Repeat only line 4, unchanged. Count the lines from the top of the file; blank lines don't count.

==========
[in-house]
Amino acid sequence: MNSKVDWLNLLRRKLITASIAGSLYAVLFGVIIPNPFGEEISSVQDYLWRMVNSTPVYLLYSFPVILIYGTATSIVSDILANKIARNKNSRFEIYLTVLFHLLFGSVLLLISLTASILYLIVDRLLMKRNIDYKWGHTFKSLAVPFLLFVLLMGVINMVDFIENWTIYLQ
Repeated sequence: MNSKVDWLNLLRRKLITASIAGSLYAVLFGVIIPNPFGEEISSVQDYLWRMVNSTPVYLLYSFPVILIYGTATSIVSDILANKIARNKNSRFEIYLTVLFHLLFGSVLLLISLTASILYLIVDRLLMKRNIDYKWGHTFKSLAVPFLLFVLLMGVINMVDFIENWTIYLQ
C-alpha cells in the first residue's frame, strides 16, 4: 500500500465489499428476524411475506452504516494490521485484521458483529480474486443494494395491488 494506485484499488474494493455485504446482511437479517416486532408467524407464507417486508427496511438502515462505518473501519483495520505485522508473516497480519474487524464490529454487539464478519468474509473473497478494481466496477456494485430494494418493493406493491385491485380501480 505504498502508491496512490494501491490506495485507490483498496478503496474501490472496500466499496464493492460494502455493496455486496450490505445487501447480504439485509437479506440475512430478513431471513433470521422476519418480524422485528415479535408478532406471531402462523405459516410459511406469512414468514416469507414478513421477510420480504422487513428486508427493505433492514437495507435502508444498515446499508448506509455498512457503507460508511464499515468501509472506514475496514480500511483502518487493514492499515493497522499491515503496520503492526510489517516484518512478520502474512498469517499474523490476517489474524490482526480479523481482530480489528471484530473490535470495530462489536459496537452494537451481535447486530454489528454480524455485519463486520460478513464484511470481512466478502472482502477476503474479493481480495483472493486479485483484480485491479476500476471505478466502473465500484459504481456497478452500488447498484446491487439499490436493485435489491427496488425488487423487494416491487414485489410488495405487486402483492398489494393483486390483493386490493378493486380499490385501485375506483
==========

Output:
C-alpha cells in the first residue's frame, strides 16, 4: 500500500465489499428476524411475506452504516494490521485484521458483529480474486443494494395491488 494506485484499488474494493455485504446482511437479517416486532408467524407464507417486508427496511438502515462505518473501519483495520505485522508473516497480519474487524464490529454487539464478519468474509473473497478494481466496477456494485430494494418493493406493491385491485380501480 505504498502508491496512490494501491490506495485507490483498496478503496474501490472496500466499496464493492460494502455493496455486496450490505445487501447480504439485509437479506440475512430478513431471513433470521422476519418480524422485528415479535408478532406471531402462523405459516410459511406469512414468514416469507414478513421477510420480504422487513428486508427493505433492514437495507435502508444498515446499508448506509455498512457503507460508511464499515468501509472506514475496514480500511483502518487493514492499515493497522499491515503496520503492526510489517516484518512478520502474512498469517499474523490476517489474524490482526480479523481482530480489528471484530473490535470495530462489536459496537452494537451481535447486530454489528454480524455485519463486520460478513464484511470481512466478502472482502477476503474479493481480495483472493486479485483484480485491479476500476471505478466502473465500484459504481456497478452500488447498484446491487439499490436493485435489491427496488425488487423487494416491487414485489410488495405487486402483492398489494393483486390483493386490493378493486380499490385501485375506483